Winston Peters is a seasoned politician. His time in the political spotlight, whether in or out of Parliament, totals 38 years – 20 years longer than I have been alive. He has been Deputy Prime Minister, Treasurer, Foreign Minister and Minister for Racing.
None of that is what makes him unique. Instead it’s the iron grasp he and New Zealand First have on the fabled ‘Kingmaker’ position in New Zealand politics – the possession by a single party of the votes needed to establish a majority in Parliament, and a willingness to bestow those votes either left or right.
Winston’s position as ‘Kingmaker’ in modern New Zealand politics is common knowledge. He brought down one government, and propped up two others. What is less understood is how rare that position is historically. At no other point in New Zealand history has there been a party with such immense leverage.
From the start of the 20th century to the introduction of MMP in 1996 there were just four elections where one party did not gain an outright majority of seats: 1911, 1922, 1928 and 1931. After each one, negotiations had to be held in order to form a government. And in each one, the broad result of those negotiations were predictable.
Because these elections were relatively close together, we have a consistent cast of political players. There was the centrist Liberal Party (later the United Party) led by Joseph Ward, then Thomas Wilford, then Ward again. Then the conservative Reform Party, led first by William Massey and then Gordon Coates. Finally, there was the newly-minted Labour Party, led initially by Alfred Hindmarsh, then Harry Holland.
In 1911, the Liberal Party won 33 seats, Reform won 37, and Labour won four. Labour was seemingly in a position of great power. They could give their votes to the Wards’ Liberals and form a minority government, or they could give their votes to the Masseys’ Reform and form a majority government.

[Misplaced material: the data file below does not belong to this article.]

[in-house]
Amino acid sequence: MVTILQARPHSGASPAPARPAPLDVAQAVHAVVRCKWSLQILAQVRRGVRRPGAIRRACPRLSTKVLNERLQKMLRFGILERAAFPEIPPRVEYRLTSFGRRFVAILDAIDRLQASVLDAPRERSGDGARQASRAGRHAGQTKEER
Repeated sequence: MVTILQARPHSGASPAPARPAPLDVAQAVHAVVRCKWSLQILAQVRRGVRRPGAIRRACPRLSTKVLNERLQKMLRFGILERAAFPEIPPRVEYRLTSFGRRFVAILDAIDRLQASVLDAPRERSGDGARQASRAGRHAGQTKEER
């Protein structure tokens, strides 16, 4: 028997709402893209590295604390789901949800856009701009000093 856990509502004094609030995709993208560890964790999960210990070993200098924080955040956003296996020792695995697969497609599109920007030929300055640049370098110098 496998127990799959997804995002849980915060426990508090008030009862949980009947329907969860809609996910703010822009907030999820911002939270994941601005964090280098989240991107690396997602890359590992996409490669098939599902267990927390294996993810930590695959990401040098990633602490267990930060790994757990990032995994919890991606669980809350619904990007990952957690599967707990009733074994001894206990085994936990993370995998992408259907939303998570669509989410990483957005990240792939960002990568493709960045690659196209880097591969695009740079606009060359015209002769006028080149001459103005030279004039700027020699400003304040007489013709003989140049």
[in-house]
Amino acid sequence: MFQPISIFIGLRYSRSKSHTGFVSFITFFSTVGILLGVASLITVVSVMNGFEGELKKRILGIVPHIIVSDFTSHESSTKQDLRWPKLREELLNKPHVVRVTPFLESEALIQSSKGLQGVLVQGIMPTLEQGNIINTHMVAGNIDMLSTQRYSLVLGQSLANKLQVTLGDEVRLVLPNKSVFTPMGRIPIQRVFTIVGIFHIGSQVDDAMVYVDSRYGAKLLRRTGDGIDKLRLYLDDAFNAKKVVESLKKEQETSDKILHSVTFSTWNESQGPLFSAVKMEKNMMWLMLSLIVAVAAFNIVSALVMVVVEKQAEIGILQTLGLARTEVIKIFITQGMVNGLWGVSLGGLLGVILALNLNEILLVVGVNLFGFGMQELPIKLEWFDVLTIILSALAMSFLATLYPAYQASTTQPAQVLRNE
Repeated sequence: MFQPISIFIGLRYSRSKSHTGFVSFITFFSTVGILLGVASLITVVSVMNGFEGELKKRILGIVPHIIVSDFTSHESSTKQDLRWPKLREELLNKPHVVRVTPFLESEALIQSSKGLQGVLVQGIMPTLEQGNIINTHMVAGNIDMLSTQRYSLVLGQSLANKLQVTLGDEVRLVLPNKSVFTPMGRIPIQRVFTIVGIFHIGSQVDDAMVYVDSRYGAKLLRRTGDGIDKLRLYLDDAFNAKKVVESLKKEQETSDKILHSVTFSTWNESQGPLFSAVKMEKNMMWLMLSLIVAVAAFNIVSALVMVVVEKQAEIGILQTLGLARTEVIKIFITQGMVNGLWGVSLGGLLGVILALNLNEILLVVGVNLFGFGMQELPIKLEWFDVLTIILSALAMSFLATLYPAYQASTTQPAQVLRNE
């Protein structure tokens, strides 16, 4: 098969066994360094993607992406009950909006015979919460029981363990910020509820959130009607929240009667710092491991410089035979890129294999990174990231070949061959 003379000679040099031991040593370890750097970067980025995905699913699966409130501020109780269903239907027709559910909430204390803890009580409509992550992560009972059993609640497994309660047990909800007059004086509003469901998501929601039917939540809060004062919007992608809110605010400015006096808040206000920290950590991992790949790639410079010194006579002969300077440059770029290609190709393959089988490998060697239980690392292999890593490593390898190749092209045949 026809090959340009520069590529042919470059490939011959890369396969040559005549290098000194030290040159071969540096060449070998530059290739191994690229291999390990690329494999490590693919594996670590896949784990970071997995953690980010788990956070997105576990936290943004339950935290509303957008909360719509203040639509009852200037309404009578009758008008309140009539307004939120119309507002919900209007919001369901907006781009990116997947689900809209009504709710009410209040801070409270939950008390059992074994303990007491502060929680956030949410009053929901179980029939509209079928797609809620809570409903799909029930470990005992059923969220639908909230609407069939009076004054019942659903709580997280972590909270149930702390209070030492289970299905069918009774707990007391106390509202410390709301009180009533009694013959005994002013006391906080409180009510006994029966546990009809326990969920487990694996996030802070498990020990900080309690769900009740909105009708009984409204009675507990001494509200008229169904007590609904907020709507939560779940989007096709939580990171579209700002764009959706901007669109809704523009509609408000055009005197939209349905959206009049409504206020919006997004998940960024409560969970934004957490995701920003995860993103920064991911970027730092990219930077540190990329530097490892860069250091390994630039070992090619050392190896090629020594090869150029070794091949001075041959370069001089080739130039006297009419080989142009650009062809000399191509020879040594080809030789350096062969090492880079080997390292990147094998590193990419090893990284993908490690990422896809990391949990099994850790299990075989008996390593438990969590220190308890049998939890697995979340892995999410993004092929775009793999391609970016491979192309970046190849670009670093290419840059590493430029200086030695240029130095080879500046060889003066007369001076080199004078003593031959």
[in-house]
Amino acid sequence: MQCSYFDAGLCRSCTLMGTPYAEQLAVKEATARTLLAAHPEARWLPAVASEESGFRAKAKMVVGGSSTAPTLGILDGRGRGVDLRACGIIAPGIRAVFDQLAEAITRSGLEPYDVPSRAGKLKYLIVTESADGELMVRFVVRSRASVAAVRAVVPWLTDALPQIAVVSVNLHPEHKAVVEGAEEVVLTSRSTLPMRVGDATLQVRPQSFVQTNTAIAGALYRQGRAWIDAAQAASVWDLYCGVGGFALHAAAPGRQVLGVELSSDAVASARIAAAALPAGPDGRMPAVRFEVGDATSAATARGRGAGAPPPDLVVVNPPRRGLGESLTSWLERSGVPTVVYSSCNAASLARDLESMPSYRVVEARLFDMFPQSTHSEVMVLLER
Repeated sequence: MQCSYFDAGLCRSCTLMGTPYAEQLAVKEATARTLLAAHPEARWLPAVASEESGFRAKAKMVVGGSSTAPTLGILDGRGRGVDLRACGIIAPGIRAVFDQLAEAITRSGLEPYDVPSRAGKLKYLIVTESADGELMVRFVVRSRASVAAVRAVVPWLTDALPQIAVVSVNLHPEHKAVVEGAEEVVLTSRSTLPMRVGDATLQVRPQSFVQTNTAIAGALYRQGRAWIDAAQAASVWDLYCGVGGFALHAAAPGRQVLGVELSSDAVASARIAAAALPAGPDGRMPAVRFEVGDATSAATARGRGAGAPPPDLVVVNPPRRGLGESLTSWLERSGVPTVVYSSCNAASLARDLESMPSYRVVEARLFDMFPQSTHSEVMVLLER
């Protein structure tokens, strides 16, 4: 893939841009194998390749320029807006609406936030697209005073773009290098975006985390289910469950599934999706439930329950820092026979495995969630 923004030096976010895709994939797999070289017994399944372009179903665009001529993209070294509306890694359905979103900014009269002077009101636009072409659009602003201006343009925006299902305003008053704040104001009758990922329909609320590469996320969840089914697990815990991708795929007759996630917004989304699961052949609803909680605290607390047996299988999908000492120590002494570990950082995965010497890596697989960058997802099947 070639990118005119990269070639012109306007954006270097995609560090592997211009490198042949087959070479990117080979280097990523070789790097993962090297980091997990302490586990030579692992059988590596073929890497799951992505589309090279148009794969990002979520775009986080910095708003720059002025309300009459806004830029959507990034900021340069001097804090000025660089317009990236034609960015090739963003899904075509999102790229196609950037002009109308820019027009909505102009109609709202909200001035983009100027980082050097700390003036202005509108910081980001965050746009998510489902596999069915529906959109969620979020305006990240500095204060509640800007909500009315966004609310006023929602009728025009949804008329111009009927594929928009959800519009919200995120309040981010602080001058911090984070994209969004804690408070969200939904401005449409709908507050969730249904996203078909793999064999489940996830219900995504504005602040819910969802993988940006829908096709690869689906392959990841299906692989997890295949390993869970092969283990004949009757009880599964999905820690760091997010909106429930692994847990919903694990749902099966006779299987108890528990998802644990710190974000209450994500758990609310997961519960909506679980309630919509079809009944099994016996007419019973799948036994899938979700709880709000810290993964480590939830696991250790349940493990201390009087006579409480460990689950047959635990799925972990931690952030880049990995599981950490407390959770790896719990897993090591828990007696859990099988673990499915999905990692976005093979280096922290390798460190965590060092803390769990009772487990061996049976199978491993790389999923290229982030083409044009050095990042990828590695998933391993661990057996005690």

It is this lack of historical precedent that makes [Peters] so unpredictable – it is hard to draw parallels to any other politician in our history.
However, Labour had only recently emerged from a trade union movement which had become disgusted with the right-ward drift of the Liberal Party. If Labour chose to support the even more conservative Reform Party, they would be crucified by their outraged and betrayed constituents. They had no choice but to support the short-lived Liberal Party minority government. This was clear from the moment the vote tallies were announced.
By 1922, William Massey had become Prime Minister in a Reform Party government, and was now fending off a challenge by Thomas Wilford (new leader of the Liberal Party) and Harry Holland (new leader of the Labour Party). Massey won 37 seats, Wilford won 22, and Holland won 17. Once again, the Labour Party found themselves in a political straitjacket, unable to cross the aisle and support the Reform Party over their Liberal allies. So instead, Massey’s Reform Party found itself supported by a few independents and some renegade Liberal Party MPs. No single independent MP held the balance of power, and Massey was always in pole position to form a government.
1928 was the first time Labour could contribute their votes to a majority government. The United Party (successor to the Liberals) had won 27 seats under a revitalised Sir Joseph Ward, and with the support of Labour they formed the next government. But again, Labour had little choice – they could not choose the Reform Party for fear of punishment by their voters for what would be perceived as betrayal.